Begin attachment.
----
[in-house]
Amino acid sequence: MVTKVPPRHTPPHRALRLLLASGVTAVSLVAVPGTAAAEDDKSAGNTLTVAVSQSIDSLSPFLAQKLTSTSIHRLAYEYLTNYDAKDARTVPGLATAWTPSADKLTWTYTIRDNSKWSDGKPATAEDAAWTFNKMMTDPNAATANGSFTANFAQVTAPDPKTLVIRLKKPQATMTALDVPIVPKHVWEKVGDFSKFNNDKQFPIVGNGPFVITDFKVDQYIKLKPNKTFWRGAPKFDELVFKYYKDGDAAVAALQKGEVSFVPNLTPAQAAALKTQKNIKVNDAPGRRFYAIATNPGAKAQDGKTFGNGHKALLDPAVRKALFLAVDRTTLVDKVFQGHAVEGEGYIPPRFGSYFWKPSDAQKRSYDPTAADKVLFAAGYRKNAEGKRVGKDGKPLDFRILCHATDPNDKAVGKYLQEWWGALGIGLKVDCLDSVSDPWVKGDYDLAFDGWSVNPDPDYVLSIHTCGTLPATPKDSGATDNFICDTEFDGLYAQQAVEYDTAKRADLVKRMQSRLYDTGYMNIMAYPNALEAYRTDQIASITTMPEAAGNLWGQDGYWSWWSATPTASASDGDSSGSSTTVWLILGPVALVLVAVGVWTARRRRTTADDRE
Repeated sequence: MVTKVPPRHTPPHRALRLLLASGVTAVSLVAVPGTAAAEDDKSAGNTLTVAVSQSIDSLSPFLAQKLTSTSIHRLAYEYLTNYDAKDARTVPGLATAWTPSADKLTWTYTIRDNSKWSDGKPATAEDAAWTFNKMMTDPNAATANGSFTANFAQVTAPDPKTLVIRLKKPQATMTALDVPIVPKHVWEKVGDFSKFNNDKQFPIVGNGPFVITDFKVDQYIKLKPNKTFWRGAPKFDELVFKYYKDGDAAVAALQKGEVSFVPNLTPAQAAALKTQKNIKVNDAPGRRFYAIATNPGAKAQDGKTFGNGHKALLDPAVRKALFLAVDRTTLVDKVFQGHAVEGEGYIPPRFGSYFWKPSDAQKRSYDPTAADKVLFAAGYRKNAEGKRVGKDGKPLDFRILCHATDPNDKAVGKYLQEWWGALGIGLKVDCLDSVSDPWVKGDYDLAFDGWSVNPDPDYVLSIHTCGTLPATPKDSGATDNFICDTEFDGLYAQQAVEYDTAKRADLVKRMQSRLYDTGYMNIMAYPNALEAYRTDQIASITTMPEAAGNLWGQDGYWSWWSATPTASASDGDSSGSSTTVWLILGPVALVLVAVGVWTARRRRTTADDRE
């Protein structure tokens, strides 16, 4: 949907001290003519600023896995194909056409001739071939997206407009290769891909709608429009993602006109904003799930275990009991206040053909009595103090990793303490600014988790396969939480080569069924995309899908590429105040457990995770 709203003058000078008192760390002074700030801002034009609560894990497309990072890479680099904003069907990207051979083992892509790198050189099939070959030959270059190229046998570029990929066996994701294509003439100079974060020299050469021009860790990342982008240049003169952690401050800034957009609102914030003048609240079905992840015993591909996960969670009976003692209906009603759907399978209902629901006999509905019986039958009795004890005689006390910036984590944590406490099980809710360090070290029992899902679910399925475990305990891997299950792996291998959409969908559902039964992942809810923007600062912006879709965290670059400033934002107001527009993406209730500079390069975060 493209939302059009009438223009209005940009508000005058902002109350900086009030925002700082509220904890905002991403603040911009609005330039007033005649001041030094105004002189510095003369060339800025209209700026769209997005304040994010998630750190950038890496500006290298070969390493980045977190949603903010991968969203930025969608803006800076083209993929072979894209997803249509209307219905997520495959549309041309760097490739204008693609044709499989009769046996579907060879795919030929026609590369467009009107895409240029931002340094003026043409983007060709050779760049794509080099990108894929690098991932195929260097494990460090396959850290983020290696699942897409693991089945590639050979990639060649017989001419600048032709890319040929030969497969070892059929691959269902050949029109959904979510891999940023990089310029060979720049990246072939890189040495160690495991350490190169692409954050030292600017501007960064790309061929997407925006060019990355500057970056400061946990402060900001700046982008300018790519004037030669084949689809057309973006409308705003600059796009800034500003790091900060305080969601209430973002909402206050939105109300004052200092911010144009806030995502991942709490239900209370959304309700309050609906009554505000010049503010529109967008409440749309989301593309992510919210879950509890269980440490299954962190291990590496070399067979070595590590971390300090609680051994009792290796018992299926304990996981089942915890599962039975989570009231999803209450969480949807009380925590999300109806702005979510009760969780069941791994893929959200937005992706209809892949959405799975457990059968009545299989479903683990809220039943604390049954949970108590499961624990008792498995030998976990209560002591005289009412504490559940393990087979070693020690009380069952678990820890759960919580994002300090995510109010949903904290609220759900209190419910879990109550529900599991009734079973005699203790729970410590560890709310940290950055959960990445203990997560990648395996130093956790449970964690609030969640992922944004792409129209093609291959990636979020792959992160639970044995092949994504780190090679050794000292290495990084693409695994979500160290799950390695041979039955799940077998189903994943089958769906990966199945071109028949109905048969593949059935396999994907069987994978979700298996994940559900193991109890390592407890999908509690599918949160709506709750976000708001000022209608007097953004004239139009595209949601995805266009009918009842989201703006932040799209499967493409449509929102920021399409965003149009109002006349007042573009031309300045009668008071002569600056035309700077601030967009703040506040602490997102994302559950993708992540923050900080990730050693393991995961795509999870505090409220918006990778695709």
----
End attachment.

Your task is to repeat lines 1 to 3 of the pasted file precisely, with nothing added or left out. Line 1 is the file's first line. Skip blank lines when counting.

[in-house]
Amino acid sequence: MVTKVPPRHTPPHRALRLLLASGVTAVSLVAVPGTAAAEDDKSAGNTLTVAVSQSIDSLSPFLAQKLTSTSIHRLAYEYLTNYDAKDARTVPGLATAWTPSADKLTWTYTIRDNSKWSDGKPATAEDAAWTFNKMMTDPNAATANGSFTANFAQVTAPDPKTLVIRLKKPQATMTALDVPIVPKHVWEKVGDFSKFNNDKQFPIVGNGPFVITDFKVDQYIKLKPNKTFWRGAPKFDELVFKYYKDGDAAVAALQKGEVSFVPNLTPAQAAALKTQKNIKVNDAPGRRFYAIATNPGAKAQDGKTFGNGHKALLDPAVRKALFLAVDRTTLVDKVFQGHAVEGEGYIPPRFGSYFWKPSDAQKRSYDPTAADKVLFAAGYRKNAEGKRVGKDGKPLDFRILCHATDPNDKAVGKYLQEWWGALGIGLKVDCLDSVSDPWVKGDYDLAFDGWSVNPDPDYVLSIHTCGTLPATPKDSGATDNFICDTEFDGLYAQQAVEYDTAKRADLVKRMQSRLYDTGYMNIMAYPNALEAYRTDQIASITTMPEAAGNLWGQDGYWSWWSATPTASASDGDSSGSSTTVWLILGPVALVLVAVGVWTARRRRTTADDRE
Repeated sequence: MVTKVPPRHTPPHRALRLLLASGVTAVSLVAVPGTAAAEDDKSAGNTLTVAVSQSIDSLSPFLAQKLTSTSIHRLAYEYLTNYDAKDARTVPGLATAWTPSADKLTWTYTIRDNSKWSDGKPATAEDAAWTFNKMMTDPNAATANGSFTANFAQVTAPDPKTLVIRLKKPQATMTALDVPIVPKHVWEKVGDFSKFNNDKQFPIVGNGPFVITDFKVDQYIKLKPNKTFWRGAPKFDELVFKYYKDGDAAVAALQKGEVSFVPNLTPAQAAALKTQKNIKVNDAPGRRFYAIATNPGAKAQDGKTFGNGHKALLDPAVRKALFLAVDRTTLVDKVFQGHAVEGEGYIPPRFGSYFWKPSDAQKRSYDPTAADKVLFAAGYRKNAEGKRVGKDGKPLDFRILCHATDPNDKAVGKYLQEWWGALGIGLKVDCLDSVSDPWVKGDYDLAFDGWSVNPDPDYVLSIHTCGTLPATPKDSGATDNFICDTEFDGLYAQQAVEYDTAKRADLVKRMQSRLYDTGYMNIMAYPNALEAYRTDQIASITTMPEAAGNLWGQDGYWSWWSATPTASASDGDSSGSSTTVWLILGPVALVLVAVGVWTARRRRTTADDRE